Advertisement

Bank loans to small firms to count in computing reserves

Font Size

THE central bank announced a relief package for small businesses in the form of incentives for banks to to the sector, which is expected to have been hard hit by the coronavirus disease 2019 (COVID-19) crisis.

“The Monetary Board (MB) approved a package of measures to further reduce the financial burden on loans to micro-, small-, and medium-scale enterprises (MSMEs). Loans granted to MSMEs shall be counted as part of banks’ compliance with reserve requirements,” Bangko Sentral ng Pilipinas Governor Benjamin E. Diokno said in a statement issued late Thursday.

The decision was approved by the MB alongside another 50 basis-point (bp) rate cut which took effect Friday. Mr. Diokno said that the guidelines related to the small-business lending measure will be issued by the BSP.

ING Bank-NV Manila Senior Economist Nicholas Antonio T. Mapa said the latest package from the BSP mirrors actions taken to keep small businesses afloat elsewhere.

“Although a different model used by other countries such as the US and Indonesia that have specific funds set up primarily for SMEs, it follows the current trend of BSP flexing while investors look to the fiscal side of the fence to match,” Mr. Mapa said in an email.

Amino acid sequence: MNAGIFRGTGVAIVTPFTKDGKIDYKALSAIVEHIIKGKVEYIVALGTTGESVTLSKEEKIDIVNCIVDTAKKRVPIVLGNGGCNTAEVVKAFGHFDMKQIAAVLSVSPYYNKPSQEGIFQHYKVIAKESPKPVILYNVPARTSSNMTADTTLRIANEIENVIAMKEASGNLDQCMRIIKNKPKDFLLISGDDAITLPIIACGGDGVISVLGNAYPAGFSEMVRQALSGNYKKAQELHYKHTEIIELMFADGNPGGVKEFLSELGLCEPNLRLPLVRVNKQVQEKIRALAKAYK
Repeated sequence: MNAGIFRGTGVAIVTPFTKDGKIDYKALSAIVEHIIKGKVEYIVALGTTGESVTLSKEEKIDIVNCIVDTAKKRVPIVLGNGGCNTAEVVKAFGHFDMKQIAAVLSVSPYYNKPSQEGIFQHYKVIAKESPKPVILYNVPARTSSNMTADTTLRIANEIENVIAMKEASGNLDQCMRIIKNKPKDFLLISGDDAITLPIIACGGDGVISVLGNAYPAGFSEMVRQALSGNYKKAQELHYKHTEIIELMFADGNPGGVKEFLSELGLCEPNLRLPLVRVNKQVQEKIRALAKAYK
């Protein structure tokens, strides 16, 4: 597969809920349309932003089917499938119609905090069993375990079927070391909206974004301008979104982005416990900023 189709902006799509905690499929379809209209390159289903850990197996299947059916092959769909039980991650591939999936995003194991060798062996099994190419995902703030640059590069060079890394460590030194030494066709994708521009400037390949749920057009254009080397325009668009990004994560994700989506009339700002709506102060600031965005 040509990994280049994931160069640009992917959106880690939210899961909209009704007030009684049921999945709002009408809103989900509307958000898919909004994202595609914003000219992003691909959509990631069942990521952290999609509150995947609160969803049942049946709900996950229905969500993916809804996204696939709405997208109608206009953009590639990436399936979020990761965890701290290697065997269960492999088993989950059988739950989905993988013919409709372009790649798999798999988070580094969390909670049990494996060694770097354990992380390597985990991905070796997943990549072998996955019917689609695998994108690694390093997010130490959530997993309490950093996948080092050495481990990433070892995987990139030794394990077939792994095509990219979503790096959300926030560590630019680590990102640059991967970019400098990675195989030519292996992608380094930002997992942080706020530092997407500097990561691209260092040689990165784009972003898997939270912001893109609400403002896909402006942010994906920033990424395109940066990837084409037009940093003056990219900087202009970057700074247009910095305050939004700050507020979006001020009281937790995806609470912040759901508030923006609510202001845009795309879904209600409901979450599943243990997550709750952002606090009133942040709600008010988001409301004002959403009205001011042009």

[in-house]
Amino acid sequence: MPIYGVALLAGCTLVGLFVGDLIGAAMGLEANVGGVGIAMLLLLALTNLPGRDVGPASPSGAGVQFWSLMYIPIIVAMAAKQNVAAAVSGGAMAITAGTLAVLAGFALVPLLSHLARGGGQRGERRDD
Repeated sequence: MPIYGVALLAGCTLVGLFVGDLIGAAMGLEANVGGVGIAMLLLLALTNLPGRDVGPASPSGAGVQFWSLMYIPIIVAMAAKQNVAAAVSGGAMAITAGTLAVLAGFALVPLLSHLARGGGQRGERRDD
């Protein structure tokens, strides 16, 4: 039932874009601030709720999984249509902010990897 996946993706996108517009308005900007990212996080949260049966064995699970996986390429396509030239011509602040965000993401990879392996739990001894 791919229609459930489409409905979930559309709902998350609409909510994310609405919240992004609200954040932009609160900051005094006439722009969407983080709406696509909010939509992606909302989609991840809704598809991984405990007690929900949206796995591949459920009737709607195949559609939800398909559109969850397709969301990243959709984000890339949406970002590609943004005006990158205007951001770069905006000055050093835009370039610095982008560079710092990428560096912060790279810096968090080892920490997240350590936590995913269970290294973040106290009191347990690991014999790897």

He added that the initiative may prove to be a ”de facto” reduction in the reserve requirement ratio (RRR), which will free up funds for banks to inject into the economy.

The latest RRR reduction took effect April 3. The reserve requirement for big banks was reduced by 200 basis points (bps) to 12%. The central bank also reduced the minimum liquidity ratio for stand-alone thrift and rural banks by 400 basis points to 16% until year’s end to support to smaller lenders as the pandemic threatens to disrupt the financial sector.

However, Mr. Mapa said that previous trends show that timing determines the effectivity of such liquidity boosts.

“(A)s what we’ve seen from past RR reductions, credit conditions and the general state of the economy matter in the timing of such moves and throwing money at the problem is not as effective unless channeled effectively,” Mr. Mapa said.

Mr. Diokno has said that monetary policy works with a lag, a consideration that was weighed in recent actions.

UnionBank of the Philippines, Inc. Chief Economist Ruben Carlo O. Asuncion said that BSP’s move is a form of aid for embattled firms during the pandemic.

“Linking this to reserve requirement compliance may further encourage banks to extend the ‘bayanihan’ help to the major employers of the economy. This is a direct boost to the most vulnerable businesses impacted by the COVID-19 pandemic,” he said in an email.

Mr. Asuncion said that guidelines to be imposed by the BSP need to be “clear and targeted” to ensure maximum impact for the intended beneficiaries.

The latest rate cut reduced overnight reverse repurchase, lending and deposit rates to 2.75%, 3.25%, and 2.25% effective Friday.

“These measures should thus mitigate the adverse impact of the outbreak on the economy by reinforcing the health and fiscal measures already being rolled out by the National Government. The monetary initiatives will also quicken economic recovery as the pandemic fades,” the BSP said in a statement. — Luz Wendy T. Noble





Advertisement